|Threat Class||Threatening Species||References|
|Climate Change and Severe Weather:Habitat Shifting and Alteration:Habitat modification, destruction and alteration due to changes in land use patterns||Norfolk Island Region Threatened Species Recovery Plan (Director of National Parks (DNP), 2010a) [State Recovery Plan].|
|Ecosystem/Community Stresses:Ecosystem Degradation:Decline in habitat quality||Norfolk Island Region Threatened Species Recovery Plan (Director of National Parks (DNP), 2010a) [State Recovery Plan].|
|Invasive and Other Problematic Species and Genes:Problematic Native Species:Competition and/or habitat degradation||Porphyrio porphyrio (Purple Swamphen)||Norfolk Island Region Threatened Species Recovery Plan (Director of National Parks (DNP), 2010a) [State Recovery Plan].|
Baker, G.B., R. Gales, S. Hamilton & V. Wilkinson (2002). Albatrosses and petrels in Australia: a review of their conservation and management. Emu. 102:71-97.
Birdlife International (2000). Threatened Birds of the World. Barcelona, Spain and Cambridge, UK:.BirdLife International and Lynx Edicions.
Christidis, L. & W.E. Boles (1994). The Taxonomy and Species of Birds of Australia and its Territories. Royal Australasian Ornithologists Union Monograph 2. Melbourne, Victoria: Royal Australasian Ornithologists Union.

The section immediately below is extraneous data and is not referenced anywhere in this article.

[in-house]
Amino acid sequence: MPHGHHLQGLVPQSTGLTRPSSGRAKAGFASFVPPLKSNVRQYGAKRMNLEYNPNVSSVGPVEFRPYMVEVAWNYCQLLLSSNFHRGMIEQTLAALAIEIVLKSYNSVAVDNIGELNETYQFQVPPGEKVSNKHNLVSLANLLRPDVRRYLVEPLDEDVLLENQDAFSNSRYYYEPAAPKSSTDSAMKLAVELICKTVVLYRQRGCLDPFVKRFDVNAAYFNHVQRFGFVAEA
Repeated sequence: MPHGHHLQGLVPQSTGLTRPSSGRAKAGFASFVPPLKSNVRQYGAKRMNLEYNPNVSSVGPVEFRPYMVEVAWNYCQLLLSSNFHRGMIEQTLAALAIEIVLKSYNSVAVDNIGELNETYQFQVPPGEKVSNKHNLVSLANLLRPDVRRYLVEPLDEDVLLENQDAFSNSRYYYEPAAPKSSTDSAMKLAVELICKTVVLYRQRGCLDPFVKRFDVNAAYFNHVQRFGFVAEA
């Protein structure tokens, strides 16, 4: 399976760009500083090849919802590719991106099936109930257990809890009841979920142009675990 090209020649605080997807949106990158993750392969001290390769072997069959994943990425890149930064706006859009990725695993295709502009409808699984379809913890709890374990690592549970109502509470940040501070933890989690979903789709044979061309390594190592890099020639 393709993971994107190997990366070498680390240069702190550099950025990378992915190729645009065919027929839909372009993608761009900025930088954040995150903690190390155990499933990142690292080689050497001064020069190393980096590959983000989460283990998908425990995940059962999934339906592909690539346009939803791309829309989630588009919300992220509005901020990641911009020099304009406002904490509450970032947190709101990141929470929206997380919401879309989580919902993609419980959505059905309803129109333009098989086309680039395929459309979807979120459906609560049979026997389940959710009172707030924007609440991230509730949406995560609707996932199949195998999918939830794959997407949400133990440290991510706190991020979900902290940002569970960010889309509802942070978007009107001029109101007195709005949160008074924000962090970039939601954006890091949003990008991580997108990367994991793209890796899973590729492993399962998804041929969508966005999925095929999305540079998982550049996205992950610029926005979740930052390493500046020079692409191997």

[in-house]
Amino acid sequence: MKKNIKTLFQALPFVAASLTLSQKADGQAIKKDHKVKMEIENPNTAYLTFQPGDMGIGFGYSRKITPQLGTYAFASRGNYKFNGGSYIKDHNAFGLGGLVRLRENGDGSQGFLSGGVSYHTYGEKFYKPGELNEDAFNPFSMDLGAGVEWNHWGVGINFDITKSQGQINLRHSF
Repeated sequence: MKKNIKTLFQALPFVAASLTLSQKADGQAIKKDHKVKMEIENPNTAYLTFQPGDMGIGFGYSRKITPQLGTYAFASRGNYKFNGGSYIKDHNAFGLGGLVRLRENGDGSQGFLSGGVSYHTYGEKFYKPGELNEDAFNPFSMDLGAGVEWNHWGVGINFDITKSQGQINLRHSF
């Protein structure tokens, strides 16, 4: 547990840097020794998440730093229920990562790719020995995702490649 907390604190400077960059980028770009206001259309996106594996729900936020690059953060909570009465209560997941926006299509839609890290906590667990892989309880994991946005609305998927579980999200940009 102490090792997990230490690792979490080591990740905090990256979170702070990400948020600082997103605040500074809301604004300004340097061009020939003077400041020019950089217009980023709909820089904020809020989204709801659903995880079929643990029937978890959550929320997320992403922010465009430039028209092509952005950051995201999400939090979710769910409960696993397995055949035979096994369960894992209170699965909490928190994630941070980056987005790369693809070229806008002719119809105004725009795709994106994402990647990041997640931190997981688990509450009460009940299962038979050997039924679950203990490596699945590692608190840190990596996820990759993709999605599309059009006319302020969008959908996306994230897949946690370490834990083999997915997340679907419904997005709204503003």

Garnett, S.T. & G.M. Crowley (2000). The Action Plan for Australian Birds 2000. [Online]. Canberra, ACT: Environment Australia and Birds Australia. Available from: http://www.environment.gov.au/biodiversity/threatened/publications/action/birds2000/index.html.
Harrison, P (1983). Seabirds: An Identification Guide. London: Croom Helm.
Heather, B.D. & H.A. Robertson (2000a). The Field Guide to the Birds of New Zealand. Oxford, United Kingdom: Oxford University Press.
Imber, M.J. (1985). Origins, phylogeny and taxonomy of the gadfly petrels Pterodroma spp. Ibis. 127:197-229.
Imber, M.J. & A.J.D. Tennyson (2001). A new petrel species (Procellariidae) from the south-west Pacific. Emu. 101:123-127.
Marchant, S. & P.J. Higgins, eds. (1990). Handbook of Australian, New Zealand and Antarctic Birds. Volume One - Ratites to Ducks. Melbourne, Victoria: Oxford University Press.
Miskelly, C.M. (2001). Effect of plumage wear on field identification of White-naped Petrels, Pterodroma cervicalis. Emu. 101:167-168.